In the fourth edition of his bestselling value quant book 'What works on Wall Street', James O'Shaughnessy devised a new screen which is called "the top stock-market strategy of the past 50 years". Instead of focussing on a particular ratio, he ranks companies according to 5-6 ratios and then combines this with a momentum factor.
How does it work?
First the companies are split into 100 groups (percentiles) based on the following ratios:
- Shareholder Yield
If a company's price-to-book ratio is in the lowest 1% of the dataset, it gets a score of 1. For some ratios it's the other way around, for instance EBITDA/EV. If a company belongs to the highest 1%, it gets a score of 1. If a value is missing, it gets a score of 50. We repeat the same calculation for each of the ratios and then sum up these values. Companies are again divided into 100 groups based on this score. This final result is called value composite. A value composite of 1 means that the company belongs to the 1% cheapest companies according to these factors.
In a second step, we select the top 10% stocks ranked according to this value composite score. Then he filters these stocks by a momentum factor, i.e. the 6-month price index. The result is an extremely cheap group of stocks that have been on the rise during the last 6 months.
“Trending Value is the top stock-market strategy of the past 50 years.”
O'Shaughnessy tested 3 different value composite scores
- VC1: based on the first 5 ratios only, excluding shareholder yield. By using this ratio his backtests showed a return of 17,18% annually.
- VC2: based on all 6 ratios. O'Shaughnessy uses this ratio in his trended value screen since his backtests showed an improvement in overall annual compound return of 12 basis points to 17,3%, a reduced standard deviation, and downside risk.
- VC3: same as VC2 but the last ratio is replaced by buyback yield. Some investors are indifferent whether a company pays out a dividend or want to avoid these since they can be very heavily taxed. This VC generates an even higher return of 17,39% annually but with a slightly higher standard deviation compared to the VC2.
The trended value screener template is based on VC2, but you can change this very easily to use VC1 or VC2 by adjusting the primary factor.
While O'Shaughnessy recommends using the VC as the primary factor and then apply a value ranking, you can also choose to switch it around. Instead of starting with the VC, select the 20% stocks with the highest share price increase during the last 6 months and then sort these by one of the VCs. We have been using this strategy for our European and US newsletter portfolios and this has allowed us to find some real jewels and significantly beat the market.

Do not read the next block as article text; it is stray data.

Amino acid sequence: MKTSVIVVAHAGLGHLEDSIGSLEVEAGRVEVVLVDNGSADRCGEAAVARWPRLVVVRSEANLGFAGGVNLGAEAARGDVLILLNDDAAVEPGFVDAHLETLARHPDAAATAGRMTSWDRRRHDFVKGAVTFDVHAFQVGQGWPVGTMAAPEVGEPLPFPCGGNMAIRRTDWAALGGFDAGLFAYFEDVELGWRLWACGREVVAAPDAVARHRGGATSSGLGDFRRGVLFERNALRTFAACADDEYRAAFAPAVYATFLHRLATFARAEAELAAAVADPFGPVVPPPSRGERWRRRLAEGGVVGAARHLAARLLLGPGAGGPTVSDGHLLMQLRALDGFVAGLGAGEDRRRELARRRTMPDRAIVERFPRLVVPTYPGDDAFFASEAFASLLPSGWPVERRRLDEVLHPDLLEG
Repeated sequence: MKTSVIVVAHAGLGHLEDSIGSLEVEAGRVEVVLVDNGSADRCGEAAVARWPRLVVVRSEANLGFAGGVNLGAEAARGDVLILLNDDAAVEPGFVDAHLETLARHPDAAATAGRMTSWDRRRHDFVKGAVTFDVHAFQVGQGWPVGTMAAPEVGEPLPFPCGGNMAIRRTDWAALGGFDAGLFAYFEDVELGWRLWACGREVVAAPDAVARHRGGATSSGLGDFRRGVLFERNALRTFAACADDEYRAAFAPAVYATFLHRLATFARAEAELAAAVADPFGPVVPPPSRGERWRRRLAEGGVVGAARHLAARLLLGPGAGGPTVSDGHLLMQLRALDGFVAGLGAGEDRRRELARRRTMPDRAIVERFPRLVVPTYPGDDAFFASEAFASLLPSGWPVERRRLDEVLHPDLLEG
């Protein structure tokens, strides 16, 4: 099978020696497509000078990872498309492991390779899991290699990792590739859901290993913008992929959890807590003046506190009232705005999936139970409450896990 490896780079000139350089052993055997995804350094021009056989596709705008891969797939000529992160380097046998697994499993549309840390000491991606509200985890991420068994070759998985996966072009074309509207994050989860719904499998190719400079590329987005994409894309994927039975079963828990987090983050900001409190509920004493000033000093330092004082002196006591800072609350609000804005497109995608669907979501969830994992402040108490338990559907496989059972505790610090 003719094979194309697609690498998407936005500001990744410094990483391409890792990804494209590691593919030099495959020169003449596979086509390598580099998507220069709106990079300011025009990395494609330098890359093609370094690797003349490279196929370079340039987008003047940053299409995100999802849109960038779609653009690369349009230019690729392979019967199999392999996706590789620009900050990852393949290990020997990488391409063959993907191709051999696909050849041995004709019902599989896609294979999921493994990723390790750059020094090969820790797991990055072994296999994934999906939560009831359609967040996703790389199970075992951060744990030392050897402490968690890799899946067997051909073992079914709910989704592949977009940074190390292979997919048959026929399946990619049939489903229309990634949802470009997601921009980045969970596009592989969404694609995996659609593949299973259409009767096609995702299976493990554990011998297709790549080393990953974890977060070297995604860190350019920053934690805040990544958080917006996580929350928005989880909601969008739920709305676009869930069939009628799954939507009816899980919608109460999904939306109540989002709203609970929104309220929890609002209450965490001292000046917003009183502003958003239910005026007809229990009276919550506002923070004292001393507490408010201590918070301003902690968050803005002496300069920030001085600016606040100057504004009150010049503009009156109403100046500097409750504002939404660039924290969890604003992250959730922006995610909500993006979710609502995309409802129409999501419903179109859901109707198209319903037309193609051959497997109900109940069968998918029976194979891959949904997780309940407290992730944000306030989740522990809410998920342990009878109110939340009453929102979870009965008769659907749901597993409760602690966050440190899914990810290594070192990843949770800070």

In our glossary:
EBITDA/EVThis multiple is similar to Earnings Yield, but here we use Earnings Before Interest, Taxes, Depreciation and Amortization (EBITDA) as Nominator). more...
O'Shaughnessy VC1Value Composite One (VC1) is a composite factor introduced by James O'Shaughnessy in the 4th edition of his book 'What Works on Wall Street'. more...
O'Shaughnessy VC2Value Composite Two (VC2) is an adaptation of the VC1 factor described above. more...
O'Shaughnessy VC3Value Composite Three (VC3) is another adaptation of O'Shaughnessy's value composite but here he combines the factors used in VC1 with buyback yield. more...
Price-to-SalesIn the original edition of 'What works on Wall Street', O'Shaughnessy wrote that the single-best value factor was a company's price-to-sales ratio (P/S). more...
Price-to-EarningsThis is undoubtedly the most popular value factor and for many investors the one true faith. more...
Price-to-BookP/B or Price-to-Book ratio used to find the value of a company by comparing the book value of a firm to its market value. more...
In our blog:
Which magic formula is the most popular<small>(Intro from the June 2014 edition of the systematic value investor newsletter)</small></p> Over the past 5 years we gathered quite a few screens and ratios. more...
New KPI : Value Factor One - BacktestThe problem with single-factor valuation ratios is that they move “in and out of favor” and can significantly underperform the overall market over any given 10-year period despite their long-term outperformance. more...
In our glossary :
Shareholder YieldShareholder Yield shows how much money a company is paying out to its shareholders through a combination of dividends and share repurchases to reduce the number of shares. more...
Buyback YieldShare buybacks have become very popular since the 1990s. more...